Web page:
Georgia Bulletin

The Newspaper of the Catholic Archdiocese of Atlanta


Claretian Missionary Father Severino Lopez Dies

Published November 22, 2012

Claretian Missionary Father Severino (Sevy) Lopez, who retired in 2006 after ministering in Mexico and Guatemala and in parishes around the U.S., including in Illinois, Virginia and Georgia, died Nov. 6 in Chicago. He was 94.

Born on Sept. 9, 1918, in Lone Pine, Calif., he was the son of the late Severino and Isabel (Parra) Lopez. In 1926 he moved with his family to south Chicago, where he became a member of Our Lady of Guadalupe Parish, made his first Communion there and served as an altar boy in his early years.

He entered the Claretian seminary in California at age 13 as a high school student and made his religious profession as a Claretian Missionary on July 16, 1937. He was ordained a priest on May 28, 1944. After ordination, his ministry work began and took him to Trenton, N.J., San Gabriel and Los Angeles, Calif., and San Antonio, Texas.

He returned to his home parish of Our Lady of Guadalupe as pastor from 1952-1957 and again from 1964-1972. In between these assignments he did mission preaching in Mexico, which he loved. He toured Mexico with a Claretian mission band, validating marriages, baptizing babies and riding into the hill country on horseback to administer sacraments.

Father Lopez served the Claretian order as the provincial council of the Eastern Province from 1968-1972 and then as treasurer from 1971-1974. When he was made comptroller of his order in 1971, he enrolled at the University of Notre Dame for two summers and earned a graduate business degree. With a $3 million portfolio to manage, he told The Georgia Bulletin in a 1994 article, “I wanted to know what the whole thing was about.”

His hard-working attitude toward his priestly ministry was noticed by Chicago Mayor Richard Daley, who appointed Father Lopez as one of the city’s five commissioners for human relations in 1973. The following year, he helped establish the city’s Office of Professional Standards (OPS), a citizens group mandated to investigate police corruption and violence that was the first of its kind and was active for some 30 years.

He returned to parish ministry in 1977 at St. Mary of the Sorrows Parish in Fairfax, Va., and also  served as campus minister at George Mason University. In 1984, he traveled to Isabel, Guatemala, to do mission work.

In 1985 Father Lopez returned to Chicago as pastor of St. Paul’s Parish in Chicago, before going to Stone Mountain, where he was a parochial vicar at Corpus Christi Parish.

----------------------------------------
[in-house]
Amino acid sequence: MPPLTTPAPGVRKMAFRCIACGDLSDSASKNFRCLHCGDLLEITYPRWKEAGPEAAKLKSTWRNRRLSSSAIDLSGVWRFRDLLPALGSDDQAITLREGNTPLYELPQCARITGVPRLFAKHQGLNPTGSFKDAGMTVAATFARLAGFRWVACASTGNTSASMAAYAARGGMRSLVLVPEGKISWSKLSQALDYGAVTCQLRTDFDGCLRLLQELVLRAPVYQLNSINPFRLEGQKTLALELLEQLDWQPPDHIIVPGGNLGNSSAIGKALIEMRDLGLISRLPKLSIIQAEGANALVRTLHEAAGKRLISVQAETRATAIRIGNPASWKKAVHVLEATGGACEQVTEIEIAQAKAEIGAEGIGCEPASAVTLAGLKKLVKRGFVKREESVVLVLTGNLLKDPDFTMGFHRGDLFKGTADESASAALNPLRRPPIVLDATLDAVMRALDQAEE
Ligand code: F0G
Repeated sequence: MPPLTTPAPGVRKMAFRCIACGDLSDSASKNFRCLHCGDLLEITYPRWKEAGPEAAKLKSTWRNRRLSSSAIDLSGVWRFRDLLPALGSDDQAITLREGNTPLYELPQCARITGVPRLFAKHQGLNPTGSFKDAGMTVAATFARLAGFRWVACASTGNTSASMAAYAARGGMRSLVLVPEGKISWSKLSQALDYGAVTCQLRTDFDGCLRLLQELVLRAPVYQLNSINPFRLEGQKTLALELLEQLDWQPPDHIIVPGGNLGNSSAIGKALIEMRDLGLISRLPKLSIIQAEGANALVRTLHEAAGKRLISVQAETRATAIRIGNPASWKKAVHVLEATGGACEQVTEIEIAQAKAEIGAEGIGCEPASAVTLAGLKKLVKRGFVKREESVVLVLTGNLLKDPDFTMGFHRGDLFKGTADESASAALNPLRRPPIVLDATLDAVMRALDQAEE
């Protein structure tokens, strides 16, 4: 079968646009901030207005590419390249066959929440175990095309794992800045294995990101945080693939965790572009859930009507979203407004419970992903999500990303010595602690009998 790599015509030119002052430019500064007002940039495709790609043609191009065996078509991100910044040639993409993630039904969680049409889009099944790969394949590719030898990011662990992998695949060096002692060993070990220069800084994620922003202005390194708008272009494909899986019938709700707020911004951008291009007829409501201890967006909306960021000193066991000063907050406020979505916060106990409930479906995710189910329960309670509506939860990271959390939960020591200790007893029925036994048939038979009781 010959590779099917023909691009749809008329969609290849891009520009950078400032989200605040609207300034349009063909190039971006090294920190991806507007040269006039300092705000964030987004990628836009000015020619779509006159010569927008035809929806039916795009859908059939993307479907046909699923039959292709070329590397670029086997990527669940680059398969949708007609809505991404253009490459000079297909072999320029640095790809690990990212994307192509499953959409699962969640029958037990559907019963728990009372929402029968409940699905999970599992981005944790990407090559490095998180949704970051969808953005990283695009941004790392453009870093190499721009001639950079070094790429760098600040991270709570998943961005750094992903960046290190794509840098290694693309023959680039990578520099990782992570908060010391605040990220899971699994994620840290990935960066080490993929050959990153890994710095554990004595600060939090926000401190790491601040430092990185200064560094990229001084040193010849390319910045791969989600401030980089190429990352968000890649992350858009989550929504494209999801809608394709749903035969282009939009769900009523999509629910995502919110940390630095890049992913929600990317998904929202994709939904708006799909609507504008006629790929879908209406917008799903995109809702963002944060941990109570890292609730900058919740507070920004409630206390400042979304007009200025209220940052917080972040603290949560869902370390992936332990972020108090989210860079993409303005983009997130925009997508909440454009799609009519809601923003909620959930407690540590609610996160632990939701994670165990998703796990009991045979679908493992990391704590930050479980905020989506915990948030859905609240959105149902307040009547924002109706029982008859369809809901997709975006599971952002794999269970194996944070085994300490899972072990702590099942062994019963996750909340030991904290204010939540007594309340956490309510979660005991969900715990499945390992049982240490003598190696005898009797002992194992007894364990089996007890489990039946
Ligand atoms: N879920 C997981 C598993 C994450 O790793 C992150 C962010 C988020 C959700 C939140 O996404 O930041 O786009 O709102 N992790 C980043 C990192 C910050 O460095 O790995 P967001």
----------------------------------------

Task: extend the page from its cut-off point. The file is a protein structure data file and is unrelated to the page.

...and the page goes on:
He retired in 2006 at age 88 after serving some 14 years as the director of the parish’s Hispanic community.

In his long and varied career as a Claretian priest, Father Lopez always followed a steadfast principle: “In my personal life, I have great trust in a loving and forgiving God, and in my relationship with others, I try to recognize and respect the dignity of every human being. The most satisfying part of my ministry was teaching the social doctrine of the Church to the benefit of those in need and the poor.” Father Sevy left a testimony of living that principle in his 2004 autobiography, “El Poche: Memoirs of a Mexican-American Padre.”

In the book he wrote of both the joys and struggles of priesthood. He had taken a three-year leave in his late 50s to work on his feelings of confusion and “spiritual dryness” that had been a part of his life since his childhood.  In 2006, he told The Georgia Bulletin that in his searching he “found a new sense of peace and God’s grace as a child of God.” In “El Poche,” he wrote, “God’s grace … led me to realize that I was a full-fledged child of his and the path he had placed me on at age 13 was the one I was to follow.”

During his active retirement years, Father Lopez enjoyed traveling, preaching missions and helping out in parishes in the Chicago area.

The Mass of the Resurrection was celebrated for Father Lopez on Nov. 10 at Our Lady of Guadalupe Church, Chicago. He was interred at Queen of Heaven Cemetery, Hillside, Ill.

Family members surviving Father Lopez include his brother Peter and wife Isabel and brother Benjamin and wife Ofelia; sister Carmen and husband William Aquino; and many nieces and nephews.